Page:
Pain Leading to RepentanceTim Savage
8I am not sorry that I sent that severe letter to you, though I was sorry at first, for I know it was painful to you for a little while.9Now I am glad I sent it, not because it hurt you, but because the pain caused you to repent and change your ways. It was the kind of sorrow God wants his people to have, so you were not harmed by us in any way. 2 Corinthians 7
Paul sent a letter to the Corinthians that scolded and chastised them. I’m not sure if that was 1 Corinthians or another letter, but it was harsh enough to grieve them. In this time of political correctness and avoiding confrontation at any cost I need to be able to sometimes speak sternly, openly and honestly with the goal of repentance. It hurts to get scolded, I don’t like it and I don’t know anyone who does, but in order to get my full attention I might need sharp words like a slap in the face. Now, mind you, this is the exception, a rare occurrence, but if I’m headed down the wrong road it might be what is needed to turn me around. Conversely, I might need to be the one scolding – my kids, my friends, co-workers – I might have to bring the heat in order to turn someone else around. If short-term pain brings long-term change, then it’s worth it.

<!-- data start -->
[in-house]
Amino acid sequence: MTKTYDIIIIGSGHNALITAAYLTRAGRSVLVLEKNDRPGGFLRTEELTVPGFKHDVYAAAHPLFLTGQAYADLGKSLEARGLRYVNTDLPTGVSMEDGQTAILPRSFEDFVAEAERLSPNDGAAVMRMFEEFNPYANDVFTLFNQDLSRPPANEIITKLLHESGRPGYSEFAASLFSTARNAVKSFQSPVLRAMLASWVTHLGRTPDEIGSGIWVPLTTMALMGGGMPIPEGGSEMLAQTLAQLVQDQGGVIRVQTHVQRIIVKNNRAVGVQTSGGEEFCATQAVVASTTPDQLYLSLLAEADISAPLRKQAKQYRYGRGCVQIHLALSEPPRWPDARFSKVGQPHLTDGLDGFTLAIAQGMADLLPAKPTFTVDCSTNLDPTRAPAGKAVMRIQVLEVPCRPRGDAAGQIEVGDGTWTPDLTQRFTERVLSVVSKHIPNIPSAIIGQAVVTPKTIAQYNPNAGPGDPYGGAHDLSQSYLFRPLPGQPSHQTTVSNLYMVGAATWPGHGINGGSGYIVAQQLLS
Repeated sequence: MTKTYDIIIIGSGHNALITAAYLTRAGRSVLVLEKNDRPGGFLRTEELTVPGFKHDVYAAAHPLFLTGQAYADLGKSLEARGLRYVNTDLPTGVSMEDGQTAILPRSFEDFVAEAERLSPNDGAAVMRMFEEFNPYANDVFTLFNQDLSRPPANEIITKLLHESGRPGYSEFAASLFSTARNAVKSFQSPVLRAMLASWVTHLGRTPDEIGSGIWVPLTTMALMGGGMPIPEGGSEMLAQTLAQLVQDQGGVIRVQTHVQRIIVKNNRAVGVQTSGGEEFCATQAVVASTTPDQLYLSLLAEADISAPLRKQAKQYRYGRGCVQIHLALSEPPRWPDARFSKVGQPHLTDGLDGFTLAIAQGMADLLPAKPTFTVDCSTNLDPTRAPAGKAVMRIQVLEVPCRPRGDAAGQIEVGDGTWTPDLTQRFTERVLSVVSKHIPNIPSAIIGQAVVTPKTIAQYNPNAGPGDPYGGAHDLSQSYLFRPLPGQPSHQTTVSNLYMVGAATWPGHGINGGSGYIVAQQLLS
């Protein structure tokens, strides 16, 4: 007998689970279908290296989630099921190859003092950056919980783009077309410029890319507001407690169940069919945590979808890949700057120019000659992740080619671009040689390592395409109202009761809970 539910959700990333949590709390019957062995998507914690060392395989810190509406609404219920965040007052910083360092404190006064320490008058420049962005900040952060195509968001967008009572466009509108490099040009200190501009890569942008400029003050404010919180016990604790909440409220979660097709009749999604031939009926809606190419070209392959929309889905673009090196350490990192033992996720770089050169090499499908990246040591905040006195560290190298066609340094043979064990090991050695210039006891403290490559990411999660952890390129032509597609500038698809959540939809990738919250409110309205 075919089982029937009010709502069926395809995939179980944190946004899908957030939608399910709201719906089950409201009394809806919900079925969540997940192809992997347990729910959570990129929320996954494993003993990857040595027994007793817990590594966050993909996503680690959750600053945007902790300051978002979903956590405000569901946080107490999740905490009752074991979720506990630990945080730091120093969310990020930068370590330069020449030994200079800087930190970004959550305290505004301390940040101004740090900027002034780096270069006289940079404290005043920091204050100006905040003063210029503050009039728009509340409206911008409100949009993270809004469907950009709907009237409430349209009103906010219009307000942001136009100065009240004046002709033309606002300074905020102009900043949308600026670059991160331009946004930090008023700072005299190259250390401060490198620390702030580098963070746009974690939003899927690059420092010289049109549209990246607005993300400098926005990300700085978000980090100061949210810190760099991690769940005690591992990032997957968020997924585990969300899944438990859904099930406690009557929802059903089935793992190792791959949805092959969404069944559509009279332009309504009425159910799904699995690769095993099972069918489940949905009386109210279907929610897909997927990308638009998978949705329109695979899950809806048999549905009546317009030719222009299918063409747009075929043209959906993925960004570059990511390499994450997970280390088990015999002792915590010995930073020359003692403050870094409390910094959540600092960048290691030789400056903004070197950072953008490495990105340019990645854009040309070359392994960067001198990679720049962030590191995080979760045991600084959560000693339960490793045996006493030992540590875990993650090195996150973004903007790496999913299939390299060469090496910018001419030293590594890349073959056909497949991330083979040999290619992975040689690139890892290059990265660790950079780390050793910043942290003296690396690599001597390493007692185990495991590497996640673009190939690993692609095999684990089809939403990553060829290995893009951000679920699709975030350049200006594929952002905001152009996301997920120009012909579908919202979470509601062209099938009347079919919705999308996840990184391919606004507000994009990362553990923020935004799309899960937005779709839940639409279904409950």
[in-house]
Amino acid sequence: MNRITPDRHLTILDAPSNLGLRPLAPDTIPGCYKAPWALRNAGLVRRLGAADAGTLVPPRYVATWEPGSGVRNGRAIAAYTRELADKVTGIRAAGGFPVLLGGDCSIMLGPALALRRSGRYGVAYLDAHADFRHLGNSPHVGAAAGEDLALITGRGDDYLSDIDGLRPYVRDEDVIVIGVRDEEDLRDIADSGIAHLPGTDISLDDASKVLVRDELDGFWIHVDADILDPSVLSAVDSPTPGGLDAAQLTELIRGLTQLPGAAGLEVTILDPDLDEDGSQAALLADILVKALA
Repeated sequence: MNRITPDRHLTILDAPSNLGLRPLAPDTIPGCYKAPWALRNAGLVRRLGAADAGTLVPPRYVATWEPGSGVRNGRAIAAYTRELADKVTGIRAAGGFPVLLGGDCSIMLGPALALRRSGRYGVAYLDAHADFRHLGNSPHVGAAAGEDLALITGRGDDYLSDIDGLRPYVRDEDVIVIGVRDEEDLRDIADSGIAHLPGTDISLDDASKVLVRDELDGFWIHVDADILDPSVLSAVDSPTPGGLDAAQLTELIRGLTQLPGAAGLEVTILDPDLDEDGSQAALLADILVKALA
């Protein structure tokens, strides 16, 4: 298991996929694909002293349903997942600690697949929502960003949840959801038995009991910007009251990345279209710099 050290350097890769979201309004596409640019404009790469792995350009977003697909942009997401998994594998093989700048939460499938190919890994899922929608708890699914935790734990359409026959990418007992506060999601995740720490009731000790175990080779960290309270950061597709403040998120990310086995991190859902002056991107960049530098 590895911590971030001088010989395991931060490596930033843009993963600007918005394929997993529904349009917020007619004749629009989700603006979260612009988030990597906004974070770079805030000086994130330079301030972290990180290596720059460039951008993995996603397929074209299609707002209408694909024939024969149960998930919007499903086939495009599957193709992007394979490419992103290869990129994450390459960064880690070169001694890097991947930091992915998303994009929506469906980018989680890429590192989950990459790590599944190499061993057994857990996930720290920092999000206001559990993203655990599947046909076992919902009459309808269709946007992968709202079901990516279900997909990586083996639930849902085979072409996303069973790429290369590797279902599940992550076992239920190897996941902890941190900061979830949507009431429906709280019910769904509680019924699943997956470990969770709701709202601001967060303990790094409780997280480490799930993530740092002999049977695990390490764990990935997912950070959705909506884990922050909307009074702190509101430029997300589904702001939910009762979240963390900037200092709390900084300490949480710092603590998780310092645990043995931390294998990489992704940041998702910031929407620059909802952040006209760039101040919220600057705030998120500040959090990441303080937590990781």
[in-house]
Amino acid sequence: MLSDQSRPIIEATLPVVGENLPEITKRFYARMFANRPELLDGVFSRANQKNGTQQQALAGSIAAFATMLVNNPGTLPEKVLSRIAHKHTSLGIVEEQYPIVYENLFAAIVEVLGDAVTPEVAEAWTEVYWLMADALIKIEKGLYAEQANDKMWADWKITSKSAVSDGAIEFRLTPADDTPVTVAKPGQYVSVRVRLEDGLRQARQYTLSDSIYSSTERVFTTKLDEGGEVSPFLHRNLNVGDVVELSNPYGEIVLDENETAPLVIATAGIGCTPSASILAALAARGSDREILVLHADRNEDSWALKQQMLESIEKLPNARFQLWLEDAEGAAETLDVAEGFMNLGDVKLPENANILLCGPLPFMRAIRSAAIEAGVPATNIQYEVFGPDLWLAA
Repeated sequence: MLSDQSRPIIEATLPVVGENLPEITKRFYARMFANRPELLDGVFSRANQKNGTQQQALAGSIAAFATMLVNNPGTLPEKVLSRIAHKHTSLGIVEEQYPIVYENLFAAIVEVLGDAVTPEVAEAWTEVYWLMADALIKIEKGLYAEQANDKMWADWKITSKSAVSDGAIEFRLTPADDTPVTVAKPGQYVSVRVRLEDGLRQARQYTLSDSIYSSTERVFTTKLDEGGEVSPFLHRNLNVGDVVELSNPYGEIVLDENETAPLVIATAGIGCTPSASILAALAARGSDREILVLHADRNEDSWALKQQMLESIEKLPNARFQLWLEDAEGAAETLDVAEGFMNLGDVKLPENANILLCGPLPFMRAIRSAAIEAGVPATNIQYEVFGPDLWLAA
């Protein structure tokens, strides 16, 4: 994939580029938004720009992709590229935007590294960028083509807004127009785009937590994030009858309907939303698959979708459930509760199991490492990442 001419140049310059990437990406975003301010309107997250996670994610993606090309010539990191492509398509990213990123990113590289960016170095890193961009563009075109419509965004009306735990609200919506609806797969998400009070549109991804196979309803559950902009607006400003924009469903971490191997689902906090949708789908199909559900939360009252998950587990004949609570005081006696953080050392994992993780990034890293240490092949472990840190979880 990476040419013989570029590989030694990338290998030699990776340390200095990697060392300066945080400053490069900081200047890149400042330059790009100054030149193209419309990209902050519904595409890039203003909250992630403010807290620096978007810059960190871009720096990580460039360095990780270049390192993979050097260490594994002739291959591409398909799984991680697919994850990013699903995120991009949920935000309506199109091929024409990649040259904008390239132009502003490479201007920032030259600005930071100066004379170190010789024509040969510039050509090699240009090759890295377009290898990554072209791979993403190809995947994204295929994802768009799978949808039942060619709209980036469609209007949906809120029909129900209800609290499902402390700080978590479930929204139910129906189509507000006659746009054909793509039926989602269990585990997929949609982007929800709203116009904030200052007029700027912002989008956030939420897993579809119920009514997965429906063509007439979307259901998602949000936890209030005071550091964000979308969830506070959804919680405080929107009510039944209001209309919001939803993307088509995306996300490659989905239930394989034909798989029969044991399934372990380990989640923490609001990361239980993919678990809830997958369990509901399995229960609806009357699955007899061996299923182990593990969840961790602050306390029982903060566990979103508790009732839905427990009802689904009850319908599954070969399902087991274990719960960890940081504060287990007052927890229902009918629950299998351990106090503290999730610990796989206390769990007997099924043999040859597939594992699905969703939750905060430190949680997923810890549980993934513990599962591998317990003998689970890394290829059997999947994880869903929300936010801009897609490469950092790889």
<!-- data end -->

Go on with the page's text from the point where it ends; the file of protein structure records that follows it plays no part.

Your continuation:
Confrontation and severe words don’t come easy for me. I don’t speak my mind, I edit everything and filter what I say, but, this morning, I am reminded that, for my sake and the sake of others, I must do whatever it takes to set myself and others on the right path. If that means causing pain, then so be it. That’s the kind of sorrow God wants for us all, sorrow that causes repentance. I must not live to avoid confrontation, but instead use it wisely and appropriately, and hopefully sparingly, for God’s good.
Dear Heavenly Father,
Thank You for this lesson that open my eyes to being a better parent, leader and friend. Please grant me wisdom and discernment, strength and courage to lead well.
In Jesus name,